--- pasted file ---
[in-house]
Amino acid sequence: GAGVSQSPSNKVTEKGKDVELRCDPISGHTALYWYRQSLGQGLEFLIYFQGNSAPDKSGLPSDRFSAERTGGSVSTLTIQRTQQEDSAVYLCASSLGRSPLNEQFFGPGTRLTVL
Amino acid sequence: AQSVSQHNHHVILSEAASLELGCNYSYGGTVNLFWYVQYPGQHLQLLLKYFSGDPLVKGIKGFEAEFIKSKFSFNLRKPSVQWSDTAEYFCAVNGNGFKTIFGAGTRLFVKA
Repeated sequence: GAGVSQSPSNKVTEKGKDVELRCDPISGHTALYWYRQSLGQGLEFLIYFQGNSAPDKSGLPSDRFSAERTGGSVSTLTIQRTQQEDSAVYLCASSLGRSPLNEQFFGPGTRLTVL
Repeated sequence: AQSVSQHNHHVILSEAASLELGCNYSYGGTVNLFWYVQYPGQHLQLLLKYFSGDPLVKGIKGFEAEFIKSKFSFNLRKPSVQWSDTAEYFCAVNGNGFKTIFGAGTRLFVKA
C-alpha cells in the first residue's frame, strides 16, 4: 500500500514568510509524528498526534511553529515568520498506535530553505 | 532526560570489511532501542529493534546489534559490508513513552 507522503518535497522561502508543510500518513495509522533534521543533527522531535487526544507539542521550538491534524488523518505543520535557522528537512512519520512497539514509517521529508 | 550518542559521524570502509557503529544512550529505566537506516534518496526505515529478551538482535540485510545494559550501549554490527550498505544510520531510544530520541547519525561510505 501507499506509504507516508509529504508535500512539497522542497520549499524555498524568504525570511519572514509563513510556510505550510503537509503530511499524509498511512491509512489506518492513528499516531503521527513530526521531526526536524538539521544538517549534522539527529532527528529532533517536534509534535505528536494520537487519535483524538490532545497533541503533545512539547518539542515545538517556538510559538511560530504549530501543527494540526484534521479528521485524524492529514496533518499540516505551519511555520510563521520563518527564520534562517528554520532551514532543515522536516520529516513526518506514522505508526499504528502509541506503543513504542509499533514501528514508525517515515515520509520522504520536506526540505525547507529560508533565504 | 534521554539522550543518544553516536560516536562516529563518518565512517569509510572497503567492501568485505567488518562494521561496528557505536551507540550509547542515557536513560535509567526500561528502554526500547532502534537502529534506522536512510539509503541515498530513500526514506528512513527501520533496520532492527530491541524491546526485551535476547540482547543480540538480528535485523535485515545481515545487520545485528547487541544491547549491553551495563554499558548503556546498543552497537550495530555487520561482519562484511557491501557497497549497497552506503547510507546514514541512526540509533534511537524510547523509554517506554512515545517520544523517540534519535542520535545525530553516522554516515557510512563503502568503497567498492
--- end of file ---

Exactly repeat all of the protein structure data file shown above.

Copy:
[in-house]
Amino acid sequence: GAGVSQSPSNKVTEKGKDVELRCDPISGHTALYWYRQSLGQGLEFLIYFQGNSAPDKSGLPSDRFSAERTGGSVSTLTIQRTQQEDSAVYLCASSLGRSPLNEQFFGPGTRLTVL
Amino acid sequence: AQSVSQHNHHVILSEAASLELGCNYSYGGTVNLFWYVQYPGQHLQLLLKYFSGDPLVKGIKGFEAEFIKSKFSFNLRKPSVQWSDTAEYFCAVNGNGFKTIFGAGTRLFVKA
Repeated sequence: GAGVSQSPSNKVTEKGKDVELRCDPISGHTALYWYRQSLGQGLEFLIYFQGNSAPDKSGLPSDRFSAERTGGSVSTLTIQRTQQEDSAVYLCASSLGRSPLNEQFFGPGTRLTVL
Repeated sequence: AQSVSQHNHHVILSEAASLELGCNYSYGGTVNLFWYVQYPGQHLQLLLKYFSGDPLVKGIKGFEAEFIKSKFSFNLRKPSVQWSDTAEYFCAVNGNGFKTIFGAGTRLFVKA
C-alpha cells in the first residue's frame, strides 16, 4: 500500500514568510509524528498526534511553529515568520498506535530553505 | 532526560570489511532501542529493534546489534559490508513513552 507522503518535497522561502508543510500518513495509522533534521543533527522531535487526544507539542521550538491534524488523518505543520535557522528537512512519520512497539514509517521529508 | 550518542559521524570502509557503529544512550529505566537506516534518496526505515529478551538482535540485510545494559550501549554490527550498505544510520531510544530520541547519525561510505 501507499506509504507516508509529504508535500512539497522542497520549499524555498524568504525570511519572514509563513510556510505550510503537509503530511499524509498511512491509512489506518492513528499516531503521527513530526521531526526536524538539521544538517549534522539527529532527528529532533517536534509534535505528536494520537487519535483524538490532545497533541503533545512539547518539542515545538517556538510559538511560530504549530501543527494540526484534521479528521485524524492529514496533518499540516505551519511555520510563521520563518527564520534562517528554520532551514532543515522536516520529516513526518506514522505508526499504528502509541506503543513504542509499533514501528514508525517515515515520509520522504520536506526540505525547507529560508533565504 | 534521554539522550543518544553516536560516536562516529563518518565512517569509510572497503567492501568485505567488518562494521561496528557505536551507540550509547542515557536513560535509567526500561528502554526500547532502534537502529534506522536512510539509503541515498530513500526514506528512513527501520533496520532492527530491541524491546526485551535476547540482547543480540538480528535485523535485515545481515545487520545485528547487541544491547549491553551495563554499558548503556546498543552497537550495530555487520561482519562484511557491501557497497549497497552506503547510507546514514541512526540509533534511537524510547523509554517506554512515545517520544523517540534519535542520535545525530553516522554516515557510512563503502568503497567498492